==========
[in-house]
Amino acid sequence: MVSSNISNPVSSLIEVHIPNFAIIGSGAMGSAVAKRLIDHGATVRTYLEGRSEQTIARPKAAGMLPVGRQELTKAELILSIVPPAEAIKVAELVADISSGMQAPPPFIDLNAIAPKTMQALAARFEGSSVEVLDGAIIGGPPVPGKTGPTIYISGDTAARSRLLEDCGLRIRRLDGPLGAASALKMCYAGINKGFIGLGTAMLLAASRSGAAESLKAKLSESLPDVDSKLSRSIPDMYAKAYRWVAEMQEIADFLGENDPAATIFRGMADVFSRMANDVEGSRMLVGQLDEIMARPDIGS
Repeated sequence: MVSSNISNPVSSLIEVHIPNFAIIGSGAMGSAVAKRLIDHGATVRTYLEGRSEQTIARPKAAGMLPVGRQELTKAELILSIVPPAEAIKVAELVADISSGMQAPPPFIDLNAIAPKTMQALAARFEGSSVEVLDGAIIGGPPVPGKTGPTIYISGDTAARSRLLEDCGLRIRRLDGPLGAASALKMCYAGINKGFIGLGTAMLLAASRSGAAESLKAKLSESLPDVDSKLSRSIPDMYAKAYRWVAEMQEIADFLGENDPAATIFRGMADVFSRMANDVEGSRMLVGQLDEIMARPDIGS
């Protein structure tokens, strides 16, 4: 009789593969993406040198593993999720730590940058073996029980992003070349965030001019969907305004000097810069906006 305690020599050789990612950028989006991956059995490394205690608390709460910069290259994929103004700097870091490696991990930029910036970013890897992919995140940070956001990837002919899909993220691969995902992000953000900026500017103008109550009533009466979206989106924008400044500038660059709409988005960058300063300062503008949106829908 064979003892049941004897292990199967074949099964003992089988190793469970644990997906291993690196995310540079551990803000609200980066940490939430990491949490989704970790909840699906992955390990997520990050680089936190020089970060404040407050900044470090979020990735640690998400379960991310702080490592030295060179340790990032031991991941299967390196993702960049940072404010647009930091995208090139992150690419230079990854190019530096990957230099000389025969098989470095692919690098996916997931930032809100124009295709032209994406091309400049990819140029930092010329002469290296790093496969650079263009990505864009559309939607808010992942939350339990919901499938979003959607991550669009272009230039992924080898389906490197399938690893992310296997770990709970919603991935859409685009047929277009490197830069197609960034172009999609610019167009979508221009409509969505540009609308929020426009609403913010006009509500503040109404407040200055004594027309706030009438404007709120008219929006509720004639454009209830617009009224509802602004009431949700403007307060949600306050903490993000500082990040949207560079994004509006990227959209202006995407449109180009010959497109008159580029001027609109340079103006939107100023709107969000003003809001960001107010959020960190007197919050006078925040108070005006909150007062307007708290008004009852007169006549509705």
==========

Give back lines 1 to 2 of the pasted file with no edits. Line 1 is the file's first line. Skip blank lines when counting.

[in-house]
Amino acid sequence: MVSSNISNPVSSLIEVHIPNFAIIGSGAMGSAVAKRLIDHGATVRTYLEGRSEQTIARPKAAGMLPVGRQELTKAELILSIVPPAEAIKVAELVADISSGMQAPPPFIDLNAIAPKTMQALAARFEGSSVEVLDGAIIGGPPVPGKTGPTIYISGDTAARSRLLEDCGLRIRRLDGPLGAASALKMCYAGINKGFIGLGTAMLLAASRSGAAESLKAKLSESLPDVDSKLSRSIPDMYAKAYRWVAEMQEIADFLGENDPAATIFRGMADVFSRMANDVEGSRMLVGQLDEIMARPDIGS